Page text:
Sunlight glinted off her blue-black hair. Her hair was like a midnight waterfall, shiny and immaculate. Probably cost a fortune to maintain. She looked a million dollars, despite her divorce … or maybe because of it. Her figure had rounded out, become more attractive, if that was possible. He stared after her until his eyeballs hurt. Eventually she disappeared from sight, and a few moments later he heard a car pulling off. Only then did he realise he’d been holding his breath. He exhaled, rubbing the dull ache in the centre of his chest.
Well, that could have gone better. How could he be so dumbstruck in front of such an old friend? This was Toni, for chrissakes. They’d shared baths when they were toddlers, discussed pimple creams when they were teenagers, argued over music and TV, seen each other almost every day for the first eighteen years of their lives. But everything was different now. He was different. For the first time in his life he was nervous around a woman.
Scowling, he tramped up the wooden stairs, his bare soles slapping on the rough boards. His SUV was parked a short distance up the road. He got in and pulled off in a flurry of gravel.
Trouble was, he didn’t know how to act around Toni any more. Until the end of high school he’d taken her for granted. She was just a part of his life, always there, like his right arm. Then she’d left. With her drive and academic smarts it was a given she’d go to university. Everyone expected her to succeed, including him. While she went off to Sydney uni, he’d stayed behind in Piper Bay, doing what he did best which was not to take life too seriously.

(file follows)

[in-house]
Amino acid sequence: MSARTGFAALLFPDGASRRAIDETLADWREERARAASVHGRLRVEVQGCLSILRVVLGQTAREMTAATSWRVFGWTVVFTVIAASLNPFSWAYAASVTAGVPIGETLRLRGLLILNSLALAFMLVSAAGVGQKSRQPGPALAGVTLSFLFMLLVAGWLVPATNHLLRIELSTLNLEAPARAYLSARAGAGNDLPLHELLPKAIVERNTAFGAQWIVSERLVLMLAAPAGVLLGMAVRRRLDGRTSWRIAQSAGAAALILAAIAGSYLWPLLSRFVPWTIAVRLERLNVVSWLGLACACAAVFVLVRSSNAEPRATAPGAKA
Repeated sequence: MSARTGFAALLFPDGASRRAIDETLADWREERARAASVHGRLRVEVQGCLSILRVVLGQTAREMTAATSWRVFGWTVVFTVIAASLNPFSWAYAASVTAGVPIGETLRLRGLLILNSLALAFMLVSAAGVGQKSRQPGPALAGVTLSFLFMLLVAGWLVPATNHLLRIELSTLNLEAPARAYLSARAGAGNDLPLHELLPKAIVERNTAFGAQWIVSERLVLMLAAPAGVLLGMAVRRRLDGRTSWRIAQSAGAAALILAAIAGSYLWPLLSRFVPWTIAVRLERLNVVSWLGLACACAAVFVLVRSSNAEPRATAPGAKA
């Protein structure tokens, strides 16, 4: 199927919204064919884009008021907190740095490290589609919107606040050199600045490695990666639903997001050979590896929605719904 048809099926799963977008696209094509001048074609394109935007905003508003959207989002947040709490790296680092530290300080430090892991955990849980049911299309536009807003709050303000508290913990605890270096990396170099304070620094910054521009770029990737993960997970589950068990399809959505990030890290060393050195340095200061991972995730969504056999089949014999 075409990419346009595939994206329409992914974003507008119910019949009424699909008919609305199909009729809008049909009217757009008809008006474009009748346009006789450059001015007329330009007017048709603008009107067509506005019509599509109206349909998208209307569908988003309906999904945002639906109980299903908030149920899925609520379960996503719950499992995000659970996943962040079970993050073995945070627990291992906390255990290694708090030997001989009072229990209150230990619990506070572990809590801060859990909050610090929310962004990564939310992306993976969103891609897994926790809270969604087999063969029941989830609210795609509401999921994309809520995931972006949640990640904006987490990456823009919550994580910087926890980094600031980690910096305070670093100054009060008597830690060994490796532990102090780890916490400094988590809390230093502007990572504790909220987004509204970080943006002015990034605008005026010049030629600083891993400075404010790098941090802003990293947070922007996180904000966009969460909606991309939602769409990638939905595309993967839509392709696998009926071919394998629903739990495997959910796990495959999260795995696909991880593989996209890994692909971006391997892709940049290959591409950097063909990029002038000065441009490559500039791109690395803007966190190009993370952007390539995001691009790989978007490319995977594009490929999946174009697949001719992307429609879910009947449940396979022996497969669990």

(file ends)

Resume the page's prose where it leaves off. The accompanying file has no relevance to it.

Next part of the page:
When had he come to realise what a gaping hole she’d left in his life? Was it before or after his big blow up with his dad? He couldn’t even label the emotion he’d felt every time he thought of her. Even now he couldn’t. Those few minutes with her on the beach had been all kinds of things – terrific, terrifying, and miserable all at the same time. When her face had clouded over at the mention of her ex, he’d felt so furious and hamstrung. Furious that someone had hurt her so badly; hamstrung because he couldn’t act on his instincts – which were to pull her into his arms, stroke her hair, and tell her everything was going to be all right. Nick had screwed her over, but at least the bastard was out of the picture now. Maybe now Toni would finally begin to notice him, not as a platonic friend, but as a man.
He definitely wanted more than friendship. He wanted to hold her close and smell her hair. Wanted to slide his hands over those tasty legs of hers, pull off that dress and get down and dirty with her. Wanted it more than ever after bumping into her near the stairs. The memory of her breasts squishing against his chest brought the heat seething through his body.